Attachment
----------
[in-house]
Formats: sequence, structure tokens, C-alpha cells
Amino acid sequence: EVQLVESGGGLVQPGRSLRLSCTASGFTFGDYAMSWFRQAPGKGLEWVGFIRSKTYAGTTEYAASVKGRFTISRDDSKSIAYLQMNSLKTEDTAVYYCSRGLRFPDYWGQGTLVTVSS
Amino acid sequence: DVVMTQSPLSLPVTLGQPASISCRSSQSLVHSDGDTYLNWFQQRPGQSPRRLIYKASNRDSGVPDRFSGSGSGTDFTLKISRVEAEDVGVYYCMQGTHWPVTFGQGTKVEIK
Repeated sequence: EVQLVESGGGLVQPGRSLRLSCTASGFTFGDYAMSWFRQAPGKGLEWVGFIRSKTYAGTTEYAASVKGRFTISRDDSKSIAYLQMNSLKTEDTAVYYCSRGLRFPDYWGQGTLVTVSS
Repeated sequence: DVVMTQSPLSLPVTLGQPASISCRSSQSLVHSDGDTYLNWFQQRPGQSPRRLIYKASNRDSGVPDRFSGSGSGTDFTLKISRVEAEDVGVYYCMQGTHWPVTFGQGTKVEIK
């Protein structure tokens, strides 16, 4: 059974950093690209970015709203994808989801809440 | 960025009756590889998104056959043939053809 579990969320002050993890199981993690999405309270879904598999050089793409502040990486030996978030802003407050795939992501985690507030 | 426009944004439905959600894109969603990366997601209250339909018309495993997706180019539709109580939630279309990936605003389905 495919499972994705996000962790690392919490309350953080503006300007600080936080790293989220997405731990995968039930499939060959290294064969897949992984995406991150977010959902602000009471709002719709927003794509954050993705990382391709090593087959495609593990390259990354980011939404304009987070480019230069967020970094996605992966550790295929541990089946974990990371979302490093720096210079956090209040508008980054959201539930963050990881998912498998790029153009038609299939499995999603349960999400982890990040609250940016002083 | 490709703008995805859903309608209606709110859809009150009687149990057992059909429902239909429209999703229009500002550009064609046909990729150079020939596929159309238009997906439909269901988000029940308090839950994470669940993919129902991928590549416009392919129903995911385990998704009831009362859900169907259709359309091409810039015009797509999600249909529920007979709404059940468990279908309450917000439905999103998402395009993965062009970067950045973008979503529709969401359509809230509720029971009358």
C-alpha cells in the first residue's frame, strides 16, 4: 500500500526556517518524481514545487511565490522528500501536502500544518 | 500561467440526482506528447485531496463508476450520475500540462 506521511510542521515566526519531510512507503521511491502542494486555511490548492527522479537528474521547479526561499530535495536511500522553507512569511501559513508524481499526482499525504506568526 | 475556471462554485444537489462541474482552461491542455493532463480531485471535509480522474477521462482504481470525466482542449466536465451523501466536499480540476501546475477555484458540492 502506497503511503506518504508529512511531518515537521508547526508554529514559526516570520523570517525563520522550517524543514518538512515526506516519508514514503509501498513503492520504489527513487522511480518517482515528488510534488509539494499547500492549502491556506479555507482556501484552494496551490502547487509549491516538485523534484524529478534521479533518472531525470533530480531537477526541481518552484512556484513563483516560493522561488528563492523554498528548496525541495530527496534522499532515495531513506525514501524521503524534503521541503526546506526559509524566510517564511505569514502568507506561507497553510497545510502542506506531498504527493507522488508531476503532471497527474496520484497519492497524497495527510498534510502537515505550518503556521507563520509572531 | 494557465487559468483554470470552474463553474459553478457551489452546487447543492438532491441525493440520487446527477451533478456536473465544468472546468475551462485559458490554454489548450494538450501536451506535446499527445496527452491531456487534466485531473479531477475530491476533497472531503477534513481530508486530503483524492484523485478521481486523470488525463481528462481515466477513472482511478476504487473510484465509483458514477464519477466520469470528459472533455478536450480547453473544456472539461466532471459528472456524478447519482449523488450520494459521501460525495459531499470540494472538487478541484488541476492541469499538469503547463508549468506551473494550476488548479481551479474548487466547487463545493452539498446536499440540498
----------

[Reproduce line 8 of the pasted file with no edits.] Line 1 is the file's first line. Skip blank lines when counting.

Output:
C-alpha cells in the first residue's frame, strides 16, 4: 500500500526556517518524481514545487511565490522528500501536502500544518 | 500561467440526482506528447485531496463508476450520475500540462 506521511510542521515566526519531510512507503521511491502542494486555511490548492527522479537528474521547479526561499530535495536511500522553507512569511501559513508524481499526482499525504506568526 | 475556471462554485444537489462541474482552461491542455493532463480531485471535509480522474477521462482504481470525466482542449466536465451523501466536499480540476501546475477555484458540492 502506497503511503506518504508529512511531518515537521508547526508554529514559526516570520523570517525563520522550517524543514518538512515526506516519508514514503509501498513503492520504489527513487522511480518517482515528488510534488509539494499547500492549502491556506479555507482556501484552494496551490502547487509549491516538485523534484524529478534521479533518472531525470533530480531537477526541481518552484512556484513563483516560493522561488528563492523554498528548496525541495530527496534522499532515495531513506525514501524521503524534503521541503526546506526559509524566510517564511505569514502568507506561507497553510497545510502542506506531498504527493507522488508531476503532471497527474496520484497519492497524497495527510498534510502537515505550518503556521507563520509572531 | 494557465487559468483554470470552474463553474459553478457551489452546487447543492438532491441525493440520487446527477451533478456536473465544468472546468475551462485559458490554454489548450494538450501536451506535446499527445496527452491531456487534466485531473479531477475530491476533497472531503477534513481530508486530503483524492484523485478521481486523470488525463481528462481515466477513472482511478476504487473510484465509483458514477464519477466520469470528459472533455478536450480547453473544456472539461466532471459528472456524478447519482449523488450520494459521501460525495459531499470540494472538487478541484488541476492541469499538469503547463508549468506551473494550476488548479481551479474548487466547487463545493452539498446536499440540498